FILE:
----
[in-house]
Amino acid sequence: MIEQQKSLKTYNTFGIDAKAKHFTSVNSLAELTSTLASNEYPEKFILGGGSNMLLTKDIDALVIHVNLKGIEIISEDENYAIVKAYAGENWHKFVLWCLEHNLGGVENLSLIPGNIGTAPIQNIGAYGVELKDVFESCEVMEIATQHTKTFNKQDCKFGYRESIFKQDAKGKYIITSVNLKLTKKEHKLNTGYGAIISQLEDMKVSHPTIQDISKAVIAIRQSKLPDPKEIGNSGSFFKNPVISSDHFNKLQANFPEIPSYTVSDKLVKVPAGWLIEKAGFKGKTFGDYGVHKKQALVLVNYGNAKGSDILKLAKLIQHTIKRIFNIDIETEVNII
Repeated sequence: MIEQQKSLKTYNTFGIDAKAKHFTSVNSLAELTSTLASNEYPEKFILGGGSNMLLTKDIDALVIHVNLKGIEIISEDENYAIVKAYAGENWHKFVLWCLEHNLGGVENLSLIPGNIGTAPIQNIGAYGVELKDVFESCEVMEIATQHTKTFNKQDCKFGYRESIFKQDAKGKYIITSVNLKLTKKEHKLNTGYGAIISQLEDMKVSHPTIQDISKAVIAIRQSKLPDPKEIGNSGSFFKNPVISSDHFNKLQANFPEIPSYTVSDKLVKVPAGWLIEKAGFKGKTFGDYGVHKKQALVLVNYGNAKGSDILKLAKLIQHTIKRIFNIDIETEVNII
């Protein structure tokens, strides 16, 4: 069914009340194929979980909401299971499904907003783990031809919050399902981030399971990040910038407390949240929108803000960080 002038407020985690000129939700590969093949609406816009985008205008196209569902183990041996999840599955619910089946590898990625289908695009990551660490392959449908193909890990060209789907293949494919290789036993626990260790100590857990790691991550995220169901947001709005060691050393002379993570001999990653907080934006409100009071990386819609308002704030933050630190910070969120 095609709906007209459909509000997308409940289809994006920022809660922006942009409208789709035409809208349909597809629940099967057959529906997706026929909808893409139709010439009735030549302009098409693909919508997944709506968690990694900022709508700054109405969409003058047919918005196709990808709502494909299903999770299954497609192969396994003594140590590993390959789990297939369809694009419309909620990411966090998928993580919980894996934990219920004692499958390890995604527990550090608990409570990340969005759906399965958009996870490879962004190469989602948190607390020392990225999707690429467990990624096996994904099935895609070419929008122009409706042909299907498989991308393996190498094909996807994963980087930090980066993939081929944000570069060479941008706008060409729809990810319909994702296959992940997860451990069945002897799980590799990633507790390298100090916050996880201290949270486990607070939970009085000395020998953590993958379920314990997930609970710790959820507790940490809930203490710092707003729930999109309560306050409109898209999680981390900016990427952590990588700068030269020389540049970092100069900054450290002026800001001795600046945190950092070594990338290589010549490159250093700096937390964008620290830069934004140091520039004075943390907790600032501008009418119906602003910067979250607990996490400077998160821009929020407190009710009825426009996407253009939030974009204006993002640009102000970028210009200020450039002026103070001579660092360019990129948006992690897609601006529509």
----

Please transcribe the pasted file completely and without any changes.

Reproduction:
[in-house]
Amino acid sequence: MIEQQKSLKTYNTFGIDAKAKHFTSVNSLAELTSTLASNEYPEKFILGGGSNMLLTKDIDALVIHVNLKGIEIISEDENYAIVKAYAGENWHKFVLWCLEHNLGGVENLSLIPGNIGTAPIQNIGAYGVELKDVFESCEVMEIATQHTKTFNKQDCKFGYRESIFKQDAKGKYIITSVNLKLTKKEHKLNTGYGAIISQLEDMKVSHPTIQDISKAVIAIRQSKLPDPKEIGNSGSFFKNPVISSDHFNKLQANFPEIPSYTVSDKLVKVPAGWLIEKAGFKGKTFGDYGVHKKQALVLVNYGNAKGSDILKLAKLIQHTIKRIFNIDIETEVNII
Repeated sequence: MIEQQKSLKTYNTFGIDAKAKHFTSVNSLAELTSTLASNEYPEKFILGGGSNMLLTKDIDALVIHVNLKGIEIISEDENYAIVKAYAGENWHKFVLWCLEHNLGGVENLSLIPGNIGTAPIQNIGAYGVELKDVFESCEVMEIATQHTKTFNKQDCKFGYRESIFKQDAKGKYIITSVNLKLTKKEHKLNTGYGAIISQLEDMKVSHPTIQDISKAVIAIRQSKLPDPKEIGNSGSFFKNPVISSDHFNKLQANFPEIPSYTVSDKLVKVPAGWLIEKAGFKGKTFGDYGVHKKQALVLVNYGNAKGSDILKLAKLIQHTIKRIFNIDIETEVNII
């Protein structure tokens, strides 16, 4: 069914009340194929979980909401299971499904907003783990031809919050399902981030399971990040910038407390949240929108803000960080 002038407020985690000129939700590969093949609406816009985008205008196209569902183990041996999840599955619910089946590898990625289908695009990551660490392959449908193909890990060209789907293949494919290789036993626990260790100590857990790691991550995220169901947001709005060691050393002379993570001999990653907080934006409100009071990386819609308002704030933050630190910070969120 095609709906007209459909509000997308409940289809994006920022809660922006942009409208789709035409809208349909597809629940099967057959529906997706026929909808893409139709010439009735030549302009098409693909919508997944709506968690990694900022709508700054109405969409003058047919918005196709990808709502494909299903999770299954497609192969396994003594140590590993390959789990297939369809694009419309909620990411966090998928993580919980894996934990219920004692499958390890995604527990550090608990409570990340969005759906399965958009996870490879962004190469989602948190607390020392990225999707690429467990990624096996994904099935895609070419929008122009409706042909299907498989991308393996190498094909996807994963980087930090980066993939081929944000570069060479941008706008060409729809990810319909994702296959992940997860451990069945002897799980590799990633507790390298100090916050996880201290949270486990607070939970009085000395020998953590993958379920314990997930609970710790959820507790940490809930203490710092707003729930999109309560306050409109898209999680981390900016990427952590990588700068030269020389540049970092100069900054450290002026800001001795600046945190950092070594990338290589010549490159250093700096937390964008620290830069934004140091520039004075943390907790600032501008009418119906602003910067979250607990996490400077998160821009929020407190009710009825426009996407253009939030974009204006993002640009102000970028210009200020450039002026103070001579660092360019990129948006992690897609601006529509």